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Campfire Ethics



"Scouting is a Game with a Purpose"

Thoughts on bringing the values of Scouting through to youth


By a Quiet Campfire

It is getting late. You are sitting by the fire. The Scouts are in their tents asleep. At least you think they are. After all, it's your first night out. Just one more cup of coffee and you'll call it a night. You stare into the fading embers — memories drifting back to your own days as a Scout.

You look up, and sitting on the log on the other side of the fire is an elderly man. He looks familiar. It takes you a minute to realize who it is. He is dressed in an old fashioned, though somewhat elegant Scout uniform. Shorts, knee-socks, short-sleeved shirt (A really old style shirt. They haven't worn them for years). He is wearing a Wood Badge neckerchief, woggle and beads. His face shows years of experience, but somehow is young. It is his eyes. They are bright blue and sparkle like a youngsters. They almost twinkle.

He looks over at you and smiles. And then, it slowly dawns on you. As improbable as it might seem, the man facing you across the fire is B-P —The "Founder"— The Chief Scout of the World.

"You know," he says as he leans forward to stirs the embers with a blackthorn cane, "I have often wondered if Scouting would keep up with the youth of the world, long after I was gone, and with all the changes that progress would bring. So many things have changed since the early days, then a second world war, and the pace of technology. Life seems so much more complicated today. And yet the problems you have today are so much like the ones I saw when I returned from my years in South Africa."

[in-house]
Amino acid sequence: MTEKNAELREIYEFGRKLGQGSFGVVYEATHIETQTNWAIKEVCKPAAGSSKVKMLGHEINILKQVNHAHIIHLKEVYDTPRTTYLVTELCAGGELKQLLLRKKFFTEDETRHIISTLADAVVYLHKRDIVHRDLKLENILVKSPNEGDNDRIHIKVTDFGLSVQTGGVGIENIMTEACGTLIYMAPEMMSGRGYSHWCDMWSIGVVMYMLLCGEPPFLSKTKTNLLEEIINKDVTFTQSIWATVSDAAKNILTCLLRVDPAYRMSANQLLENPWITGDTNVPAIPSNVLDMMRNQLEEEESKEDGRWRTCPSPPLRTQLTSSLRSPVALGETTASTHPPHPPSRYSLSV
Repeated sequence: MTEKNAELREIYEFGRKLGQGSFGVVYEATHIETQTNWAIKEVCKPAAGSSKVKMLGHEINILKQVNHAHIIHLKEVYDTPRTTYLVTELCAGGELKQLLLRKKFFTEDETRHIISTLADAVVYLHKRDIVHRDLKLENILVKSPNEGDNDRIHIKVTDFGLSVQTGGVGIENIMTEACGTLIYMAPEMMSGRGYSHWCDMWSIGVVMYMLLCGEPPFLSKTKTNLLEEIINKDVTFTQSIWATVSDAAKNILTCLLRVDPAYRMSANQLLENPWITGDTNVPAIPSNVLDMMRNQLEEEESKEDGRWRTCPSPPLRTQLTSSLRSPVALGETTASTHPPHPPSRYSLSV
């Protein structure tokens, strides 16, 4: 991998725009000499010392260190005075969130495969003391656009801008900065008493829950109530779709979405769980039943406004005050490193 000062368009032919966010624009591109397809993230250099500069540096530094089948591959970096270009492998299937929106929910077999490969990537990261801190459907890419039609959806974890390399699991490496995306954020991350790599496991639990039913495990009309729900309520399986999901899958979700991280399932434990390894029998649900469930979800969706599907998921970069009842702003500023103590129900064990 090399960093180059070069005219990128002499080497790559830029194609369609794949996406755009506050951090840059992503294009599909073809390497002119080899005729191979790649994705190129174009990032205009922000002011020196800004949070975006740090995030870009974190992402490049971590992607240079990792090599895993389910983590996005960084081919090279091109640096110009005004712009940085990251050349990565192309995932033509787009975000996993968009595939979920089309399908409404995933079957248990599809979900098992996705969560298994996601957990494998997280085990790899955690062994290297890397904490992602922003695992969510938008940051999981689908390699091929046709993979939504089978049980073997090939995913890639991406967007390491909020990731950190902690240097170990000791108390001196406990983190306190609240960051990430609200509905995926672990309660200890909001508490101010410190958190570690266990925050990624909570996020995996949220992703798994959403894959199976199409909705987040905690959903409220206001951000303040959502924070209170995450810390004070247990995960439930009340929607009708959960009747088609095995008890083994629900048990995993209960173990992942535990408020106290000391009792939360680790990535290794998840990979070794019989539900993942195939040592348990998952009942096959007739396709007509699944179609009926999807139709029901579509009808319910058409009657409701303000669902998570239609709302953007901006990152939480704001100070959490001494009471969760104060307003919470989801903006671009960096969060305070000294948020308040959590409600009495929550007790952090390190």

His accent was what we would describe as "very British." His manner was relaxed and friendly as he continued. "As I toured the country, England that is, back in the days before the "First War," I saw the problems of a lack of direction for our youth. I saw crime and poverty, declining standards of morality, and an educational system that did not seem to be able to keep up with the needs of our society or civilization. This was of great concern to me and to many others.

"You probably know how Scouting began -- about Brownsea Island, and Scouting for Boys. I told the story in my Lessons from the Varsity of Life, written back in 1933. I wrote first about my retirement from the Army:

"It was a big wrench to take this last step out of the Service that I had loved so well, though at the same time I did not mind taking my foot out of the ladder (of promotion), for I had no wish to do any further climbing on it... is to make it attractive for them.
3. Then to devise a definite code for their guidance.
4. Then to form a suitable organization under competent leaders."

"AIM.
"Our aim was to improve the standard of our future citizenhood, especially in CHARACTER and HEALTH. One had to think out the main weak points in our national character and make some effort to eradicate thes by substituting equivalent virtues, where the ordinary school curriculum was not in a position to supply them. Outdoor activities, handicrafts, and service to others therefore came to the forefront."